This is presented in the 5-year strategic plan on the federal science, technology, engineering and mathematics (STEM) education. “The health and longevity of our Nation’s, citizenry, economy and environmental resources depend in large part on the acceleration of scientific and technological innovations, such as those that improve health care, inspire new industries, protect the environment, and safeguard us from harm. Maintaining America’s historical preeminence in the STEM fields will require a concerted and inclusive effort to ensure that the STEM workforce is equipped with the skills and training needed to excel in these fields,” says John P. Holden, Assistant to the President for Science and Technology.
In order to achieve these goals, Obama’s 2014 budget request includes a 6.7 percent increase for STEM-education. To increase the effectiveness of these programs the number of federal STEM education programs will be reduced from 226 to 110. “There has been a long-standing concern regarding the number of STEM programs and the ability of the federal government to measure their effectiveness”, the American Institute for Physics stated.
Obama’s strategic plan revises the roles of the Department of Education and the National Science Foundation and defines the role of the Smithsonian Institution in federal STEM education. In addition, the Strategic Plan defines the Administration’s priority STEM education investment areas and approach for the coordination of federal STEM programs.
“The Department of Education will play an increased role in improving STEM instruction [on primary and secondary education] by supporting partnerships among school districts and universities, science agencies, businesses, and other community partners to transform teaching and learning. It will invest an additional $80 million in support of the 100,000 new STEM education teachers goal and $35 million for the launch of a pilot STEM education Master Teacher Corps, as well as in creation of new STEM Innovation Networks to better connect school districts with local, regional, and national STEM resources. The Department will also collaborate with all of the CoSTEM agencies to ensure that Federal scientific assets are utilized in the improvement STEM education.”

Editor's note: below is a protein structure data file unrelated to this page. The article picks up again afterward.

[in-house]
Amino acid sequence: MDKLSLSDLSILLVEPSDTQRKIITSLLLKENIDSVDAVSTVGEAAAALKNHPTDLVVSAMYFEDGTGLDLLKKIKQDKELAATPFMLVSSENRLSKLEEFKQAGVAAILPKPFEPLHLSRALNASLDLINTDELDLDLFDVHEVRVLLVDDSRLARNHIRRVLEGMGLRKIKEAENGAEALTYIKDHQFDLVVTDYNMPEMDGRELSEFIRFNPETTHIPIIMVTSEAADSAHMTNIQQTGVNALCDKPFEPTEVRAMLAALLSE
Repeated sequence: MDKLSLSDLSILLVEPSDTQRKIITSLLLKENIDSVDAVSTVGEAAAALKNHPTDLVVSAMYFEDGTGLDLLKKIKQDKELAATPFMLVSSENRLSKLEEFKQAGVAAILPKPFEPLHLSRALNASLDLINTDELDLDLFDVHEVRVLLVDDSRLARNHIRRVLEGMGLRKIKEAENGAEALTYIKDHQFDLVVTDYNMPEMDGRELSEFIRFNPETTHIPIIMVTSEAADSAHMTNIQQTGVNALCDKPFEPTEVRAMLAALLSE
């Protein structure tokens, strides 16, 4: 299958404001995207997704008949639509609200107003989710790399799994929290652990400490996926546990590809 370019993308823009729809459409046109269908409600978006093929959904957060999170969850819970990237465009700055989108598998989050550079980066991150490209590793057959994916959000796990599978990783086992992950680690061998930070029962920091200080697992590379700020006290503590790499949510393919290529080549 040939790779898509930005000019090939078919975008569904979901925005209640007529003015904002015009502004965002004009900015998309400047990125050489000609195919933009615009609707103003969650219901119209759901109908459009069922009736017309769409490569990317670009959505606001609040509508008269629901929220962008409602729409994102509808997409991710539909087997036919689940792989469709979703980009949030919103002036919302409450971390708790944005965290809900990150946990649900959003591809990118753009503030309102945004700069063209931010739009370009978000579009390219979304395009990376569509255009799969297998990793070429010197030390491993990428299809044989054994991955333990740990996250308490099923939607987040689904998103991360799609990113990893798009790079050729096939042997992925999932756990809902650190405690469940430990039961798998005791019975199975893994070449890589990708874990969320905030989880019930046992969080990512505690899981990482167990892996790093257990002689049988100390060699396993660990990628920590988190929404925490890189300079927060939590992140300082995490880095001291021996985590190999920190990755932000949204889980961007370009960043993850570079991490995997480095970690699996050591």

Inside and outside the classroom
“The Smithsonian Institution will receive $25 million to focus on improving the reach of informal STEM education by ensuring that materials are aligned to what students are learning in the classroom.” It will collaborate with a variety of partners to “harness their unique expertise and resources to distribute relevant, evidence-based materials and curricula, on-line resources, and delivery and dissemination mechanisms to reach more teachers and students both inside and outside the classroom.”
Obama’s plan suggests redesigning graduate STEM education to include providing “graduate-level trained STEM professionals with basic and applied research expertise, options to acquire specialized skills in areas of national importance and mission agency’s needs, and ancillary skills needed for success in a broad range of careers.”
The five priority investment areas for STEM education include:
- Improve STEM Instruction: Prepare 100,000 excellent new K-12 STEM teachers by 2020, and support the existing STEM teacher workforce
- Increase and Sustain Youth and Public Engagement in STEM: Support a 50 percent increase in the number of U.S. youth who have an authentic STEM experience each year prior to completing high school
- Enhance STEM Experience of Undergraduate Students: Graduate one million additional students with degrees in STEM fields over the next 10 years
- Better Serve Groups Historically Under-represented in STEM Fields: Increase the number of students from groups that have been underrepresented in STEM fields that graduate with STEM degrees in the next 10 years and improve women’s participation in areas of STEM where they are significantly underrepresented
- Design Graduate Education for Tomorrow’s STEM Workforce: Provide graduate-trained STEM professionals with basic and applied research expertise, options to acquire specialized skills in areas of national importance, mission-critical workforce needs for the CoSTEM agencies, and ancillary skills needed for success in a broad range of careers